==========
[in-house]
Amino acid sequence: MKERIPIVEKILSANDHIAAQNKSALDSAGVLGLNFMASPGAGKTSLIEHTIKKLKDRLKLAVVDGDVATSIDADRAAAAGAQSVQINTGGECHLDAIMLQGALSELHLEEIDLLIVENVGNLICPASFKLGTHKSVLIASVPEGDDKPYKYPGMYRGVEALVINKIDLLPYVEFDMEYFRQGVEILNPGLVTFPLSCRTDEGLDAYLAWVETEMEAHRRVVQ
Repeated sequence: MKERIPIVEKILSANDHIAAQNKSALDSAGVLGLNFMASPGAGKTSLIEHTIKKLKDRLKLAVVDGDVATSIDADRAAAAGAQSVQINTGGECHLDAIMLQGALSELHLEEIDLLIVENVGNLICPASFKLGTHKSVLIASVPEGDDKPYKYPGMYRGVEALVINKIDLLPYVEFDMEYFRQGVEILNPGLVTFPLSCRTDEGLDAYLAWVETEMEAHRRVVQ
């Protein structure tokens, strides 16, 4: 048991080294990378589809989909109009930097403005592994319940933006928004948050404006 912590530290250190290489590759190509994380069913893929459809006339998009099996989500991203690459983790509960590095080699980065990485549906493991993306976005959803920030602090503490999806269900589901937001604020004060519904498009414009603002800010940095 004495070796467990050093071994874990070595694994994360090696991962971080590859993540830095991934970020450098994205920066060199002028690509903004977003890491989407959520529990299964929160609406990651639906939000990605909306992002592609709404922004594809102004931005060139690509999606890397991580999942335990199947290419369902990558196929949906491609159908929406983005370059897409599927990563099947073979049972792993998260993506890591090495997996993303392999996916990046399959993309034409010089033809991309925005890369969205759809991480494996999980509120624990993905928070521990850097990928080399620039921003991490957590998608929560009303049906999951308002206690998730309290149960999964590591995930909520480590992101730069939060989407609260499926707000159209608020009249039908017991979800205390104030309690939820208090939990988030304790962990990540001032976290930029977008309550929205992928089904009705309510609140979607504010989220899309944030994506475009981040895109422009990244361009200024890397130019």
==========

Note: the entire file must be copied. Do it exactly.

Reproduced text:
[in-house]
Amino acid sequence: MKERIPIVEKILSANDHIAAQNKSALDSAGVLGLNFMASPGAGKTSLIEHTIKKLKDRLKLAVVDGDVATSIDADRAAAAGAQSVQINTGGECHLDAIMLQGALSELHLEEIDLLIVENVGNLICPASFKLGTHKSVLIASVPEGDDKPYKYPGMYRGVEALVINKIDLLPYVEFDMEYFRQGVEILNPGLVTFPLSCRTDEGLDAYLAWVETEMEAHRRVVQ
Repeated sequence: MKERIPIVEKILSANDHIAAQNKSALDSAGVLGLNFMASPGAGKTSLIEHTIKKLKDRLKLAVVDGDVATSIDADRAAAAGAQSVQINTGGECHLDAIMLQGALSELHLEEIDLLIVENVGNLICPASFKLGTHKSVLIASVPEGDDKPYKYPGMYRGVEALVINKIDLLPYVEFDMEYFRQGVEILNPGLVTFPLSCRTDEGLDAYLAWVETEMEAHRRVVQ
């Protein structure tokens, strides 16, 4: 048991080294990378589809989909109009930097403005592994319940933006928004948050404006 912590530290250190290489590759190509994380069913893929459809006339998009099996989500991203690459983790509960590095080699980065990485549906493991993306976005959803920030602090503490999806269900589901937001604020004060519904498009414009603002800010940095 004495070796467990050093071994874990070595694994994360090696991962971080590859993540830095991934970020450098994205920066060199002028690509903004977003890491989407959520529990299964929160609406990651639906939000990605909306992002592609709404922004594809102004931005060139690509999606890397991580999942335990199947290419369902990558196929949906491609159908929406983005370059897409599927990563099947073979049972792993998260993506890591090495997996993303392999996916990046399959993309034409010089033809991309925005890369969205759809991480494996999980509120624990993905928070521990850097990928080399620039921003991490957590998608929560009303049906999951308002206690998730309290149960999964590591995930909520480590992101730069939060989407609260499926707000159209608020009249039908017991979800205390104030309690939820208090939990988030304790962990990540001032976290930029977008309550929205992928089904009705309510609140979607504010989220899309944030994506475009981040895109422009990244361009200024890397130019």